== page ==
This spring, the Palestinian singer Rim Banna died, after having lived with a breast cancer diagnose for nine years. She passed away in Nazareth, the city where she was born. She was 51. Banna was known for her interpretations of Palestinian music and poetry. She collected traditional texts and gave them new melodies. It was an attempt at giving something to share and to hope for to a people living under extreme duress. She became a hero through her work. The Palestinian National Authority issued her a diplomatic passport which enabled her to perform all over the arab world – something very few Palestinian artists get to do. Rim Banna played in front of packed audiences in cities like Cairo, Tunis and Beirut. She never got to visit Gaza – the closest she got was concerts broadcast by video. But she played the West Bank.
Throughout her career, Banna moved from folk songs and lullabies to experimental, electronic soundscapes. On her last album, produced by Checkpoint 303, one of her vocal cords was damaged by the cancer treatment. A unique, beautiful singing voice had changed into something else, a haunting voice reciting poetry over disquieting, beautiful soundscapes. The cancer became a personal metaphor for the occupation of her people. Politics and art was inseparable until the end. In many ways, her own career mirrored the Israel-Palestine conflict. The first time she rose to fame was during the first intifada, and ever since, her name was mentioned more and more each time the conflict intensified.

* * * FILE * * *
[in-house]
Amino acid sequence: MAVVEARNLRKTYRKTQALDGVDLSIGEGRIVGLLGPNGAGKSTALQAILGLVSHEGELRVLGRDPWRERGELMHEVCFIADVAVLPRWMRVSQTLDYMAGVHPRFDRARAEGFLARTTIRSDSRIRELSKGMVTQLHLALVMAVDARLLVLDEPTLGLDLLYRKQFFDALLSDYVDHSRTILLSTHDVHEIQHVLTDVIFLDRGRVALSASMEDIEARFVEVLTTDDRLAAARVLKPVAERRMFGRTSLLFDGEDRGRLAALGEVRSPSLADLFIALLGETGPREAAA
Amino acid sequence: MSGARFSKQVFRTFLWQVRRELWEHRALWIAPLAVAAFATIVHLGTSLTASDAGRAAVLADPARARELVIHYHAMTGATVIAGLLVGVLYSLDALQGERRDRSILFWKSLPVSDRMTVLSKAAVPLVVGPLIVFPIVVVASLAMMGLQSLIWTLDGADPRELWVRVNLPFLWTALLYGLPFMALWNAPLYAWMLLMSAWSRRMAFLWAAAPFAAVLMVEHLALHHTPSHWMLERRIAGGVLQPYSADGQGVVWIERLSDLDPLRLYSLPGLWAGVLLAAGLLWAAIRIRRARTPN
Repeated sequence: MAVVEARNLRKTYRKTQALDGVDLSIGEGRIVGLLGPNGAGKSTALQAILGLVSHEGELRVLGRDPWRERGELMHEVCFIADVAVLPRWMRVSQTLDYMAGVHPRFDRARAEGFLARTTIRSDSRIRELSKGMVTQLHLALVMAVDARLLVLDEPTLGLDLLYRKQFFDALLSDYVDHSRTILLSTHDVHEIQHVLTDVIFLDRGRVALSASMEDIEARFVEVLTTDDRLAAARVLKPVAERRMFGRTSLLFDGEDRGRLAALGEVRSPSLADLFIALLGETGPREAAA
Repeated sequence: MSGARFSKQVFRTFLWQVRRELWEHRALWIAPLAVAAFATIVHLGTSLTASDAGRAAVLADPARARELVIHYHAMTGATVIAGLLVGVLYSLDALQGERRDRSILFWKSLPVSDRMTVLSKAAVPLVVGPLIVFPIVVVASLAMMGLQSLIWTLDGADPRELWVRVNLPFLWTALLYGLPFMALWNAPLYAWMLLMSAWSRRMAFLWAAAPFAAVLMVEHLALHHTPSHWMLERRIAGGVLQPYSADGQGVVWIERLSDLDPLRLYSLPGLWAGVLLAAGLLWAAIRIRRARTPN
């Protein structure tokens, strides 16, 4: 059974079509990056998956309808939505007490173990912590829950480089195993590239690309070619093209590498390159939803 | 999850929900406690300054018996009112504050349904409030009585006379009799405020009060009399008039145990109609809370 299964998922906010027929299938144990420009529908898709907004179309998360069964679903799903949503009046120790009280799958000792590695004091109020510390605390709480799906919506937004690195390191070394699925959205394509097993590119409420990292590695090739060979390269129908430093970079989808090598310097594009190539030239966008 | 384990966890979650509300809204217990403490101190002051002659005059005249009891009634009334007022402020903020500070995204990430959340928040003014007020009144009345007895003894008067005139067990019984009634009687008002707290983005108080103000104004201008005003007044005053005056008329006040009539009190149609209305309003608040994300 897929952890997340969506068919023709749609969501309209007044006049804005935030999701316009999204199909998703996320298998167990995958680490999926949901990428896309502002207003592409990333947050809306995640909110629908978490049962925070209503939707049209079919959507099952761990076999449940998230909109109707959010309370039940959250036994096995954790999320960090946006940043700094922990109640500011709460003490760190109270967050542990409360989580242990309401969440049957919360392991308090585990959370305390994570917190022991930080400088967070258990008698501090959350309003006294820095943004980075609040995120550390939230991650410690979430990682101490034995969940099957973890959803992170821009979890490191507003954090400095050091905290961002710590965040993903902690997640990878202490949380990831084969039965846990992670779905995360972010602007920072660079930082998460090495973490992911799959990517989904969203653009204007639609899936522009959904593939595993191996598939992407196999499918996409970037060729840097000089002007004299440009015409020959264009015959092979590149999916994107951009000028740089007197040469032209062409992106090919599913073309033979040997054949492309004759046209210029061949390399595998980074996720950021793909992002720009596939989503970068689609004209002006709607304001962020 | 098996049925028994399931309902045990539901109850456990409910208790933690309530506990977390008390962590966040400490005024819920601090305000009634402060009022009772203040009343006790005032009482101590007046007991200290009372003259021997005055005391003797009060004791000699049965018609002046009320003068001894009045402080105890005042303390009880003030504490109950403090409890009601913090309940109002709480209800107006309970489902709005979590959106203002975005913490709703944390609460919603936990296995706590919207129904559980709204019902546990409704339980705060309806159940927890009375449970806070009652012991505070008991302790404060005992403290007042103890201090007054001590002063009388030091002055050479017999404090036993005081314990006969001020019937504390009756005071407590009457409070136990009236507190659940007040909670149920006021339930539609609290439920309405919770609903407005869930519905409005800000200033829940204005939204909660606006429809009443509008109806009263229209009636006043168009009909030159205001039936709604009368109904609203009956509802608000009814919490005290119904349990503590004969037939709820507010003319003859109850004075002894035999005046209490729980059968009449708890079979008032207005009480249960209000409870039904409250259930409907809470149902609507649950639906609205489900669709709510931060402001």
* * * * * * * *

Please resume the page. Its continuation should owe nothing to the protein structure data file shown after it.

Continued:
Rim Banna had special ties to Norway. She featured on “Lullabies from the Axis of Evil”, a controversial collection of lullabies that Erik Hillestad and the record label Kirkelig Kulturverksted put together in 2002, before the Iraq war. Together with the norwegian star Kari Bremnes, she sung “This Never Ending Night”. The cooperation with Hillestad continued. She worked with many norwegian musicians, among them Bugge Wesseltoft. He produced “Revelation of Ecstasy and Rebellion” from 2013 and he also played on her last record, “Voice of Resistance”, released this year, where Banna wrote 14 of the 15 lyrics.
The choice to open this years festival with a musical homage to Rim Banna feels natural for several reason. Her musical legacy alone is reason enough. The connection to the norwegian music scene is also something we wish to highlight. But Rim Banna was first and foremorst a freedom singer – she lent her voice to the palestinian people, their dreams of self determination. We are far from that dream in 2018, 70 years after the arab-israeli war. And it is not a music festivals role to find ways out of the wilderness, to announce winners or to redraw the map. What we can do, in a year where we have chosen freedom as the overarching topic, is to lift up those who sing about a better world. The artists ordinary people turn to in their struggle for a better deal. Rim Banna was all of this. She showed how painful struggle can become great art, until her last breath.
Checkpoint 303 (TN/PS)
Bugge Wesseltoft (NO)
Kari Bremnes (NO)
Ministry of Dub-key (PS)
Tania Saleh (LB)
Maryam Saleh (EG)
Solveig Slettahjell (NO)
Marthe Valle (NO)